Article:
The Mexico City Policy is considerably more delimiting than the Helms Amendment because organizations could no longer obtain U.S. government funding, if they encourage or carry out abortions, even if these activities receive financial support from non-USAID money (Letanosky, 2009).
In 1985, President Reagan passed the Mexico City Policy. In 1993, President Clinton withdrew the Mexico City Policy, and reinstated the former policy under the Helms Amendment, which allowed USAID to finance organizations, as long as the funds were not directly used to promote or execute abortions. President George W. Bush reinstated the policy in 2001, but President Barack Obama rescinded the policy on January 13, 2009 (Letanosky, 2009).
2. A. Elise Letanosky, the author of this analysis, is a PhD candidate in international affairs at the Washington University Elliot School of International affairs, with a focus on development. She graduated from Rollins College in Winter Park, Florida in May 2007 where she majored in International relations and minored in women’s studies. Would you consider her and authority on this policy? Are there any other examples of authoritative source in the article?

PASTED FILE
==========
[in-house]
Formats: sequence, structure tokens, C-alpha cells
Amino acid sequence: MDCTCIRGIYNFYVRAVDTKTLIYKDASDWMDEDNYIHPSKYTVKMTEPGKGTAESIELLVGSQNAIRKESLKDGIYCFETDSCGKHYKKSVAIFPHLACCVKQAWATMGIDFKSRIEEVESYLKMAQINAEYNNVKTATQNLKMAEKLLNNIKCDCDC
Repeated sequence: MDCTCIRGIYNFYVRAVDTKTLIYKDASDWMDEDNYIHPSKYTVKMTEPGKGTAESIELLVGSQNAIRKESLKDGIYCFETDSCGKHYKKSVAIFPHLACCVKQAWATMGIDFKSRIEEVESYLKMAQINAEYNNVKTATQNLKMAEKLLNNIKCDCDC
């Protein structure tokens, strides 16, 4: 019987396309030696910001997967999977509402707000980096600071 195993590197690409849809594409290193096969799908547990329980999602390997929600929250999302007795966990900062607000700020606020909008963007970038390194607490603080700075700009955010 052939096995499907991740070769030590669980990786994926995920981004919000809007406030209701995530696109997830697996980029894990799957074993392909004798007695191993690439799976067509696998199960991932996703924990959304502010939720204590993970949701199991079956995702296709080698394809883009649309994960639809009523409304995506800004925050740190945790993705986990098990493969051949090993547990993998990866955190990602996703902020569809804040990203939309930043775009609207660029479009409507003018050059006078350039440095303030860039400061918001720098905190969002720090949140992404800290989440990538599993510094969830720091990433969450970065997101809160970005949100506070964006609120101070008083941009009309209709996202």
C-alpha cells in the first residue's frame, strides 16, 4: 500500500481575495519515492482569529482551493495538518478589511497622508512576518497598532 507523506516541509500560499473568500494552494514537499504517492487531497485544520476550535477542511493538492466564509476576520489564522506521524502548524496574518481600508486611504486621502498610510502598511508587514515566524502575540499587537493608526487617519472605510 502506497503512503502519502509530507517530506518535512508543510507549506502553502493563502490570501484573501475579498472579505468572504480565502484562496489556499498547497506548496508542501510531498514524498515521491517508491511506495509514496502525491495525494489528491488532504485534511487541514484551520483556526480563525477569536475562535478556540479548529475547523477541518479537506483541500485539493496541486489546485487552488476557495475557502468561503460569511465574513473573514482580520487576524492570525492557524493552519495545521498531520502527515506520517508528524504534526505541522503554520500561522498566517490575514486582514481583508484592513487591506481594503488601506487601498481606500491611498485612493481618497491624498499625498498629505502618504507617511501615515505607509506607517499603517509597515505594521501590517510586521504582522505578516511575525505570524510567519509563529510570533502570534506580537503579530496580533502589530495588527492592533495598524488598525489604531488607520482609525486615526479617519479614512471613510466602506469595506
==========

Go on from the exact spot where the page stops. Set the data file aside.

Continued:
Letanosky (2009) is not considered as an authority on this policy because she has not conducted original research on the actual reproductive health needs of refugee women. Still, her educational background provides her academic integrity in her analysis. Also, other examples of authoritative sources are included in her article, including reports and studies from human rights and healthcare organizations, such as International Planned Parenthood Federation and United Nations Population Fund (UNFPA). The article also cites a Lancet study, which reported that in countries where abortion is legal, safe abortions are more prevalent.
3. Robert Merton and Talcott Parsons were sociologists who analyzed human social behavior by implementing the classical theory of